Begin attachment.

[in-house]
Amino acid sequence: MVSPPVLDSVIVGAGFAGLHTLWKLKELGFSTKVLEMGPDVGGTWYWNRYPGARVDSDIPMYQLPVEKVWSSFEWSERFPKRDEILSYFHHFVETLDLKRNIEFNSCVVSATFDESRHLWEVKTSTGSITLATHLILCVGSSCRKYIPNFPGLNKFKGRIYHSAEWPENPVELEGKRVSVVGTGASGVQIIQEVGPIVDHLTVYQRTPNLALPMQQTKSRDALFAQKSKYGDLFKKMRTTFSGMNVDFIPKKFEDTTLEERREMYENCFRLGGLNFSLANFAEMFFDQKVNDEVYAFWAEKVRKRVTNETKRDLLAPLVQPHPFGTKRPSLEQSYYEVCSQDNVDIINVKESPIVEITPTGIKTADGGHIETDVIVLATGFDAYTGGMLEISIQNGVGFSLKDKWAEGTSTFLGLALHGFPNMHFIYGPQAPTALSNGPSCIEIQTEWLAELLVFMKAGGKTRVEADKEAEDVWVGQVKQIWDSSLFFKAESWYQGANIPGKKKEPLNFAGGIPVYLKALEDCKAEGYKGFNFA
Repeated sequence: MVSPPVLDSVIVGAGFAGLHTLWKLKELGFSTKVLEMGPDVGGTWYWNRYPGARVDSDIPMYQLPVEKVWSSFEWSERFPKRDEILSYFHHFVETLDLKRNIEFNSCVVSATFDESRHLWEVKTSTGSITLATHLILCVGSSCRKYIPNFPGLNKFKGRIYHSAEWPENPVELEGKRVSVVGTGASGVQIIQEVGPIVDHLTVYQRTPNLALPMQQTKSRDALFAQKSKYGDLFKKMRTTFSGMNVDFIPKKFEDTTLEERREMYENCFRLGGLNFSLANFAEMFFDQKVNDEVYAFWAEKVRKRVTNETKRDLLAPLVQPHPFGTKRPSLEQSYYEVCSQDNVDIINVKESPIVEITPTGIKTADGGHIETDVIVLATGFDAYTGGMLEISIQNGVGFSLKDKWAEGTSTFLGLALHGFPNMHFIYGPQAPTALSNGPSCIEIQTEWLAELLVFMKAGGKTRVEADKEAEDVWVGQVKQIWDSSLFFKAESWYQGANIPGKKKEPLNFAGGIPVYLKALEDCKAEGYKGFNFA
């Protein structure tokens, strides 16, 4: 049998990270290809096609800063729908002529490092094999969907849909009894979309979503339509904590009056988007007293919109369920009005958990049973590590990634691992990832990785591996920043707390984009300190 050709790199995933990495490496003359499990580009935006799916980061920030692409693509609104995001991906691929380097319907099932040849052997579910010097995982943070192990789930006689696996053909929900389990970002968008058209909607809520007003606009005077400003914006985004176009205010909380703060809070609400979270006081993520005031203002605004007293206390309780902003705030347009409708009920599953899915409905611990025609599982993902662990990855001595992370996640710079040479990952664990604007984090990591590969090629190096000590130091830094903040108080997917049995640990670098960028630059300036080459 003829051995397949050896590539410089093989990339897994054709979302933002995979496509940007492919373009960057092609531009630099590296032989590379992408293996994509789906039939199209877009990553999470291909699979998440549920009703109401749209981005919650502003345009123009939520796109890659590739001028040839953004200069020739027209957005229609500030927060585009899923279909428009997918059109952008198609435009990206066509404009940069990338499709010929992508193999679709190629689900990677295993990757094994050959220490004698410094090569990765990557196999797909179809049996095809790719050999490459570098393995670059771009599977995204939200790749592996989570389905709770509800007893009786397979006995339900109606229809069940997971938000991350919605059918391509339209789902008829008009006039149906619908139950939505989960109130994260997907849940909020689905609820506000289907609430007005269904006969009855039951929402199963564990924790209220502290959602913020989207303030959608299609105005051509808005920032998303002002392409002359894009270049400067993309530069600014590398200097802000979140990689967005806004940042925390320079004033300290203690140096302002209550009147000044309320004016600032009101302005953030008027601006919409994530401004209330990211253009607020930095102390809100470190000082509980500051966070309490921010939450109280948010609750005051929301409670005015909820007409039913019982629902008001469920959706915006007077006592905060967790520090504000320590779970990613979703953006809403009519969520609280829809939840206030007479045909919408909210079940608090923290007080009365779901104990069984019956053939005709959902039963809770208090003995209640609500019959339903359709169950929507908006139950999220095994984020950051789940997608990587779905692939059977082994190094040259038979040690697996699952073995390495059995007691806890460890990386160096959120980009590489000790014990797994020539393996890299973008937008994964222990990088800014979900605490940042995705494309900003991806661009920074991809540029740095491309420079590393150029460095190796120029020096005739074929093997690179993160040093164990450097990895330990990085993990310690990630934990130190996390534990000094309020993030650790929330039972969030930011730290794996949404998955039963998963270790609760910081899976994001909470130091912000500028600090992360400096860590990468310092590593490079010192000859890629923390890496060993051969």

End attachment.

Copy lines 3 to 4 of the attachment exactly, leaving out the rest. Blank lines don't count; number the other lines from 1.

Repeated sequence: MVSPPVLDSVIVGAGFAGLHTLWKLKELGFSTKVLEMGPDVGGTWYWNRYPGARVDSDIPMYQLPVEKVWSSFEWSERFPKRDEILSYFHHFVETLDLKRNIEFNSCVVSATFDESRHLWEVKTSTGSITLATHLILCVGSSCRKYIPNFPGLNKFKGRIYHSAEWPENPVELEGKRVSVVGTGASGVQIIQEVGPIVDHLTVYQRTPNLALPMQQTKSRDALFAQKSKYGDLFKKMRTTFSGMNVDFIPKKFEDTTLEERREMYENCFRLGGLNFSLANFAEMFFDQKVNDEVYAFWAEKVRKRVTNETKRDLLAPLVQPHPFGTKRPSLEQSYYEVCSQDNVDIINVKESPIVEITPTGIKTADGGHIETDVIVLATGFDAYTGGMLEISIQNGVGFSLKDKWAEGTSTFLGLALHGFPNMHFIYGPQAPTALSNGPSCIEIQTEWLAELLVFMKAGGKTRVEADKEAEDVWVGQVKQIWDSSLFFKAESWYQGANIPGKKKEPLNFAGGIPVYLKALEDCKAEGYKGFNFA
């Protein structure tokens, strides 16, 4: 049998990270290809096609800063729908002529490092094999969907849909009894979309979503339509904590009056988007007293919109369920009005958990049973590590990634691992990832990785591996920043707390984009300190 050709790199995933990495490496003359499990580009935006799916980061920030692409693509609104995001991906691929380097319907099932040849052997579910010097995982943070192990789930006689696996053909929900389990970002968008058209909607809520007003606009005077400003914006985004176009205010909380703060809070609400979270006081993520005031203002605004007293206390309780902003705030347009409708009920599953899915409905611990025609599982993902662990990855001595992370996640710079040479990952664990604007984090990591590969090629190096000590130091830094903040108080997917049995640990670098960028630059300036080459 003829051995397949050896590539410089093989990339897994054709979302933002995979496509940007492919373009960057092609531009630099590296032989590379992408293996994509789906039939199209877009990553999470291909699979998440549920009703109401749209981005919650502003345009123009939520796109890659590739001028040839953004200069020739027209957005229609500030927060585009899923279909428009997918059109952008198609435009990206066509404009940069990338499709010929992508193999679709190629689900990677295993990757094994050959220490004698410094090569990765990557196999797909179809049996095809790719050999490459570098393995670059771009599977995204939200790749592996989570389905709770509800007893009786397979006995339900109606229809069940997971938000991350919605059918391509339209789902008829008009006039149906619908139950939505989960109130994260997907849940909020689905609820506000289907609430007005269904006969009855039951929402199963564990924790209220502290959602913020989207303030959608299609105005051509808005920032998303002002392409002359894009270049400067993309530069600014590398200097802000979140990689967005806004940042925390320079004033300290203690140096302002209550009147000044309320004016600032009101302005953030008027601006919409994530401004209330990211253009607020930095102390809100470190000082509980500051966070309490921010939450109280948010609750005051929301409670005015909820007409039913019982629902008001469920959706915006007077006592905060967790520090504000320590779970990613979703953006809403009519969520609280829809939840206030007479045909919408909210079940608090923290007080009365779901104990069984019956053939005709959902039963809770208090003995209640609500019959339903359709169950929507908006139950999220095994984020950051789940997608990587779905692939059977082994190094040259038979040690697996699952073995390495059995007691806890460890990386160096959120980009590489000790014990797994020539393996890299973008937008994964222990990088800014979900605490940042995705494309900003991806661009920074991809540029740095491309420079590393150029460095190796120029020096005739074929093997690179993160040093164990450097990895330990990085993990310690990630934990130190996390534990000094309020993030650790929330039972969030930011730290794996949404998955039963998963270790609760910081899976994001909470130091912000500028600090992360400096860590990468310092590593490079010192000859890629923390890496060993051969």